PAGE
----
Whenever it issues rules—including those that revise existing ones—the Education Department is required by law to use a bureaucratic process known as negotiated rulemaking. Because negotiated rulemaking can be time-intensive, the Department claimed that 2019 would be the earliest a new rule could be issued.

Critics of DeVos have suggested that she delayed the borrower defense rule in an effort to aid for-profit institutions. DeVos claimed that the rule was “muddled.”

Democratic attorneys general in eighteen states have sued the Department over its decision to delay the borrower defense rule, arguing that the delay notice constituted a “substantive rule” that should have undergone its own notice-and-comment period in compliance with the Administrative Procedure Act (APA). An agency spokesperson has characterized the lawsuit as “frivolous.” The Department has argued that it has the power to delay the rule under the APA, which allows agencies to postpone rules so long as “justice so requires” while judicial action is pending. Here, the Department justified its action by pointing to a pending lawsuit filed by for-profit colleges in California.

A separate lawsuit filed by the attorneys general of Massachusetts, New York, and Illinois last December alleged that the Education Department violated the APA by arbitrarily and capriciously refusing to discharge the student loan payments of borrowers who attended Corinthian Colleges, a for-profit university accused of predatory lending. That suit also alleged that the Department violated the APA for failing to approve thousands of individual claims for relief and for attempting to collect involuntary repayments from student borrowers who attended Corinthian, despite the Department’s finding in 2016 that these students had been the victims of fraud.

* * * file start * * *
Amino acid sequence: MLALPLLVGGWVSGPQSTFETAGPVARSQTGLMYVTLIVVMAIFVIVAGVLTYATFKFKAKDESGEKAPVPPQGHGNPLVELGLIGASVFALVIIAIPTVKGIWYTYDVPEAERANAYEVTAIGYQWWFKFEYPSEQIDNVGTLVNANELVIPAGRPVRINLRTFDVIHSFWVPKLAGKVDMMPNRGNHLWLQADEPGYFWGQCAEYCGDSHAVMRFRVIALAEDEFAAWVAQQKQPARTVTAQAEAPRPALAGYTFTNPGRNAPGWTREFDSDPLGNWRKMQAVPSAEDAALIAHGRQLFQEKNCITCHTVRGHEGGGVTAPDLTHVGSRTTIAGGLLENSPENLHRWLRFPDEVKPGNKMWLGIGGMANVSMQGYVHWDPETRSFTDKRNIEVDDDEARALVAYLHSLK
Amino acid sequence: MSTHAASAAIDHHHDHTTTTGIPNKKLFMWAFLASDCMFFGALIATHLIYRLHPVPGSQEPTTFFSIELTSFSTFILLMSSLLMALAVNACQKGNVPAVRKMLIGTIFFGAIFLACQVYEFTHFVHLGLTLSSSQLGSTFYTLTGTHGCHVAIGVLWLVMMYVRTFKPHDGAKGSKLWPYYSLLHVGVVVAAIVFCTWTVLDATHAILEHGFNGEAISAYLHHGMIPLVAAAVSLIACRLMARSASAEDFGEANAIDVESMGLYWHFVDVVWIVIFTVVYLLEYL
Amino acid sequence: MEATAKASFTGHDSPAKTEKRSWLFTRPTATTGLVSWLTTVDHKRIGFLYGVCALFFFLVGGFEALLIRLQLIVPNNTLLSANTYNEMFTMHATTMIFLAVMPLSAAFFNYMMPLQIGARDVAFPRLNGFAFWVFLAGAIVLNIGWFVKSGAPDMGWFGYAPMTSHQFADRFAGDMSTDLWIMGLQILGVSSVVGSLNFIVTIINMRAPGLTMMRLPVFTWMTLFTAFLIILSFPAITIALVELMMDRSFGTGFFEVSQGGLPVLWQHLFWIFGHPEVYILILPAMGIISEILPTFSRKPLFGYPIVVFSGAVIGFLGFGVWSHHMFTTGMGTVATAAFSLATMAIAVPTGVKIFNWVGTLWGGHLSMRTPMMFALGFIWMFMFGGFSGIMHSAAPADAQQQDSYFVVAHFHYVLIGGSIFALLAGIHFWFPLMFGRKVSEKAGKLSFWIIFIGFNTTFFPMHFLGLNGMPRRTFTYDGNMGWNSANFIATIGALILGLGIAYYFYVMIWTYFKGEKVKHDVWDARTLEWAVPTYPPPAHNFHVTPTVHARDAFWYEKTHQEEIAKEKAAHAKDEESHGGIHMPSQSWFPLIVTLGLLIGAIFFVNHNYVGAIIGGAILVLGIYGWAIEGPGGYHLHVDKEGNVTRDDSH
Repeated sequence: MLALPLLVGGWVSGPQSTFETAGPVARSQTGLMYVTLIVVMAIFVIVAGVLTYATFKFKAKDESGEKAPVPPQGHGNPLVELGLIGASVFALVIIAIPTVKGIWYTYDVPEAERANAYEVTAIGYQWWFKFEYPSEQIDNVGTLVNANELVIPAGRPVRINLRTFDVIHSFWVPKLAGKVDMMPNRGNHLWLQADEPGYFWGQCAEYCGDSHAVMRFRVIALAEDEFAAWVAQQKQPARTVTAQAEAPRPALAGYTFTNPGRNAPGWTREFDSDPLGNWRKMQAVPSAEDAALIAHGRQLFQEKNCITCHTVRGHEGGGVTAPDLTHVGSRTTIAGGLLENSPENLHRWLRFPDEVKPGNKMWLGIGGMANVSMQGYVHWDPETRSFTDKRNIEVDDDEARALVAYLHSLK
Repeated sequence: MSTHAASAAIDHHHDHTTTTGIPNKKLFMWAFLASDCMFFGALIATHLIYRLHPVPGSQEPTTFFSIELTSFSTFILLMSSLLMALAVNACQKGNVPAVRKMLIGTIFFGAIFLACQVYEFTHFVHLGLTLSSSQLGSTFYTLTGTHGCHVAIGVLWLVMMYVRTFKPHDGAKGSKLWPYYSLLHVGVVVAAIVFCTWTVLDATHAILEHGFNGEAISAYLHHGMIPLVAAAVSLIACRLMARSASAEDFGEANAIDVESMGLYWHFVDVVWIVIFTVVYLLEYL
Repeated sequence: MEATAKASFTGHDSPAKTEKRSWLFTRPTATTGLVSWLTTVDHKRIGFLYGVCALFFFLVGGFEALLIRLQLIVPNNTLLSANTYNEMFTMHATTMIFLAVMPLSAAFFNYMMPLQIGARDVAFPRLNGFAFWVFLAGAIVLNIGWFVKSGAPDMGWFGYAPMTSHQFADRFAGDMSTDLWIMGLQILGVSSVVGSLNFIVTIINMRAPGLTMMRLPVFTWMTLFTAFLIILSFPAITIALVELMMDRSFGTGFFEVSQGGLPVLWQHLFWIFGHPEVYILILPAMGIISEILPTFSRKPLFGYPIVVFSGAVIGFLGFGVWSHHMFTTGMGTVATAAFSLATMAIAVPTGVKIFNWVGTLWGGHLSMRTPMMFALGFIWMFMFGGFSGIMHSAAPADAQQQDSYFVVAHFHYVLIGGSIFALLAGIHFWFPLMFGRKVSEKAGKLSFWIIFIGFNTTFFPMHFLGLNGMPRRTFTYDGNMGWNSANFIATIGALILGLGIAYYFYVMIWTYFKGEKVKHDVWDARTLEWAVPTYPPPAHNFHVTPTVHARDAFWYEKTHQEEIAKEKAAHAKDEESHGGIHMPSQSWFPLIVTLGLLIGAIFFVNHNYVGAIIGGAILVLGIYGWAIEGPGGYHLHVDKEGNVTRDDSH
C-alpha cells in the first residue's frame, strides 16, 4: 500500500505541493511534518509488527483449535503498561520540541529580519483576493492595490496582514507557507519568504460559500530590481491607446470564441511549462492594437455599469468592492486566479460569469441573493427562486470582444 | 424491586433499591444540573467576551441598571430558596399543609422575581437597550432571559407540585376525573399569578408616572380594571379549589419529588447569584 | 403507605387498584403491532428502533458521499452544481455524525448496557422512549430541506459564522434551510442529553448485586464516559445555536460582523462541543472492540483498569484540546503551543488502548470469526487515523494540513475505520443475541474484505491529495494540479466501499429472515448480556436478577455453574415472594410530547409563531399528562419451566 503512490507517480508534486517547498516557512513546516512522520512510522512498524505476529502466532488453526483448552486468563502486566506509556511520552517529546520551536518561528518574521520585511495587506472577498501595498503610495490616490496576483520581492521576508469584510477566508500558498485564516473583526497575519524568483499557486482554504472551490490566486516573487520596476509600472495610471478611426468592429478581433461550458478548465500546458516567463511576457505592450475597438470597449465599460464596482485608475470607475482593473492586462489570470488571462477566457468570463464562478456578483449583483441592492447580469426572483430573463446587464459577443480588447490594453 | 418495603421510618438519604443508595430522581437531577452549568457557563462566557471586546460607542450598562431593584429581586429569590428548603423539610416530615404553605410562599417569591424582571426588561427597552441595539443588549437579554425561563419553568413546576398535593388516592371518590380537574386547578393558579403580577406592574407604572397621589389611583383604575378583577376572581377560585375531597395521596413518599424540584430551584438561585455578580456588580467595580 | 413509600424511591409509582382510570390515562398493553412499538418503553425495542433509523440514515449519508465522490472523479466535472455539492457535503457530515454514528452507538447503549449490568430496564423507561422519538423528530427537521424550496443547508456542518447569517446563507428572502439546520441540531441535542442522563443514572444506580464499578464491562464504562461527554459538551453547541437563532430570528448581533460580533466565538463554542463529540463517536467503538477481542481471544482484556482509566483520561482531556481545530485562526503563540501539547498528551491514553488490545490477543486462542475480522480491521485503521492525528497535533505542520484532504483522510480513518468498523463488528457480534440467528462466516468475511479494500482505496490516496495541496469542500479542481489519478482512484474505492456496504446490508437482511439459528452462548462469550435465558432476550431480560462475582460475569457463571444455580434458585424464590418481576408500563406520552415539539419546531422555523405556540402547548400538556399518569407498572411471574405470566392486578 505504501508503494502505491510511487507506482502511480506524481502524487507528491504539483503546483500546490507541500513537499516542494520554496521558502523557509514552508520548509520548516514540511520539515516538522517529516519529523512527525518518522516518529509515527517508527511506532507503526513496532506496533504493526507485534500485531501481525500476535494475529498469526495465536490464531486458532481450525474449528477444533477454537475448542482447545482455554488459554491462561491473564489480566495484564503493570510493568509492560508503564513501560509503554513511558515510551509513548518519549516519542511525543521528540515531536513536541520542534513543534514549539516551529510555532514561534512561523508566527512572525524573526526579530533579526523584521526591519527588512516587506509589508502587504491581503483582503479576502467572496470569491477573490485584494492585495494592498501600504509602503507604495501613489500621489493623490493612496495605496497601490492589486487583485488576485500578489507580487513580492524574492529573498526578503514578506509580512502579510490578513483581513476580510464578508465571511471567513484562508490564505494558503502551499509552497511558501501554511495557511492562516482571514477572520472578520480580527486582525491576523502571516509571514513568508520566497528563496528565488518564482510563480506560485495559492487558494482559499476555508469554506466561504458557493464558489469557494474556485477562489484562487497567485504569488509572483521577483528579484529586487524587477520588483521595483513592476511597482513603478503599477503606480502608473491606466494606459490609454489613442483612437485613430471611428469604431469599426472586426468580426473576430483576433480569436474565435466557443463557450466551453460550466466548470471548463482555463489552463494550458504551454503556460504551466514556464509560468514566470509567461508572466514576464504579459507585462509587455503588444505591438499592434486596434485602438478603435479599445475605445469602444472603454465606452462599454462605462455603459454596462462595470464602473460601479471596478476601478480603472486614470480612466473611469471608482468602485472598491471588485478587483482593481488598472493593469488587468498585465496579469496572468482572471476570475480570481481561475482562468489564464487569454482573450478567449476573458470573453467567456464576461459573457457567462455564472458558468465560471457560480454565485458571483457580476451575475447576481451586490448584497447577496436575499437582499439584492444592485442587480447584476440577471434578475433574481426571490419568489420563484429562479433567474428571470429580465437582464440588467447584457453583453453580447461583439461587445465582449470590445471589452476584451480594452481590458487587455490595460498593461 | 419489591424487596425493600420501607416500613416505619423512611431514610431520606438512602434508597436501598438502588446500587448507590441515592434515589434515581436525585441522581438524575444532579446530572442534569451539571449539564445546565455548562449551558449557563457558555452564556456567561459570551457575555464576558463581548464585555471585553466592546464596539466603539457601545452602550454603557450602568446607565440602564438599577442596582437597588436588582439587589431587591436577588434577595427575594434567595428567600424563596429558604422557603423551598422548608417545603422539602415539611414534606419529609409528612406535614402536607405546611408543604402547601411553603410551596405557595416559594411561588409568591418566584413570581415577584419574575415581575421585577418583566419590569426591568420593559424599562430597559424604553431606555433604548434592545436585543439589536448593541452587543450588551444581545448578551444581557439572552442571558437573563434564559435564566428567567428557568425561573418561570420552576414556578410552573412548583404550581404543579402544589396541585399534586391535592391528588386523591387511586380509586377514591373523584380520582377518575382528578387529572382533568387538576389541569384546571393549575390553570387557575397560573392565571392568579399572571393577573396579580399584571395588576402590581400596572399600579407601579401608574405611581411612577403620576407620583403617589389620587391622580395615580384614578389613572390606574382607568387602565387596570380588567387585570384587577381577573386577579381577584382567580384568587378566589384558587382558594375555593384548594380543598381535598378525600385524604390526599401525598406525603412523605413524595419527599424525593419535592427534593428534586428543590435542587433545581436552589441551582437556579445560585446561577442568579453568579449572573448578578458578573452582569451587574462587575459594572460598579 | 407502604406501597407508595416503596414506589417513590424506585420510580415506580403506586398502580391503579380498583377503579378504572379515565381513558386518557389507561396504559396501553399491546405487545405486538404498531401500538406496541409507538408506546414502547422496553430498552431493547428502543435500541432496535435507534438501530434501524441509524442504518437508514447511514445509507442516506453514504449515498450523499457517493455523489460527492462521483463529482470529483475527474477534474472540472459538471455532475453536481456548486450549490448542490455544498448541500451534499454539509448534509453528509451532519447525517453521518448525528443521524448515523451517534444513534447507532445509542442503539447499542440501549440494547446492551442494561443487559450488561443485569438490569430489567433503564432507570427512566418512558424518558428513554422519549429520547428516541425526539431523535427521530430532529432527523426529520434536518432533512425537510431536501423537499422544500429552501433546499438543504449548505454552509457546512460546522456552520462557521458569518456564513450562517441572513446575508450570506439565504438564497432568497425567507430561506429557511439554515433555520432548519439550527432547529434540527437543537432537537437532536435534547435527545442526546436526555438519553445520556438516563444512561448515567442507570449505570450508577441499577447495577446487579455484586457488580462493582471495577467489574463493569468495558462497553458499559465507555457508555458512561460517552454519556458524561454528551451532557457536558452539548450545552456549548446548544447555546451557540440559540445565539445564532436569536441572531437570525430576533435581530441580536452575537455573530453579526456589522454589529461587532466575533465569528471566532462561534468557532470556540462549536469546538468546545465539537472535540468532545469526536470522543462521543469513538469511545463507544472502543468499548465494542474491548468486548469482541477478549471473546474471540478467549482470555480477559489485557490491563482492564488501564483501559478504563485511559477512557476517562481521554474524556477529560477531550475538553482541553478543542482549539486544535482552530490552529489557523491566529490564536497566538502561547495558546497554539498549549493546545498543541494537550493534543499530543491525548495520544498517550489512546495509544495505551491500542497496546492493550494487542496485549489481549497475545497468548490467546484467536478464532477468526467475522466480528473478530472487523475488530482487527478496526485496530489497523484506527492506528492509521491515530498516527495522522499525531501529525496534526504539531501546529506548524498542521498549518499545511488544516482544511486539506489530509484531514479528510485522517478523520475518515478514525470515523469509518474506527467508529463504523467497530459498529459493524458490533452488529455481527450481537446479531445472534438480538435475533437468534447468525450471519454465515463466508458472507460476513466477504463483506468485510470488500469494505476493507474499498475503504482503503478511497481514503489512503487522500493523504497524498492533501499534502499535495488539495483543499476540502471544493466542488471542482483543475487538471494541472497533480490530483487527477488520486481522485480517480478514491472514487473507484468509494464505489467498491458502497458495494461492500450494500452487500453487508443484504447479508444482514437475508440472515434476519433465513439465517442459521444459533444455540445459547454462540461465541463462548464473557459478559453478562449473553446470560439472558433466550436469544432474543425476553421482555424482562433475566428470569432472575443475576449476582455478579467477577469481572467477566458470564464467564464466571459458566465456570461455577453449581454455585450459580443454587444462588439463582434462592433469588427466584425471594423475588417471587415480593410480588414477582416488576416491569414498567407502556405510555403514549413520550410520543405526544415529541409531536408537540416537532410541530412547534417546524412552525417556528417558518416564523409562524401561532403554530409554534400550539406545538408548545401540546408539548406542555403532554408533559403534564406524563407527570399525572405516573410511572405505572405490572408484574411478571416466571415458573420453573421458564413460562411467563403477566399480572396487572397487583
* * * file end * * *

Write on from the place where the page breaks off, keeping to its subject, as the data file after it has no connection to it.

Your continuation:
Even in the face of these legal challenges, the Trump Administration has continued to narrow relief options for student borrowers who signed up for what they claim were predatory loans.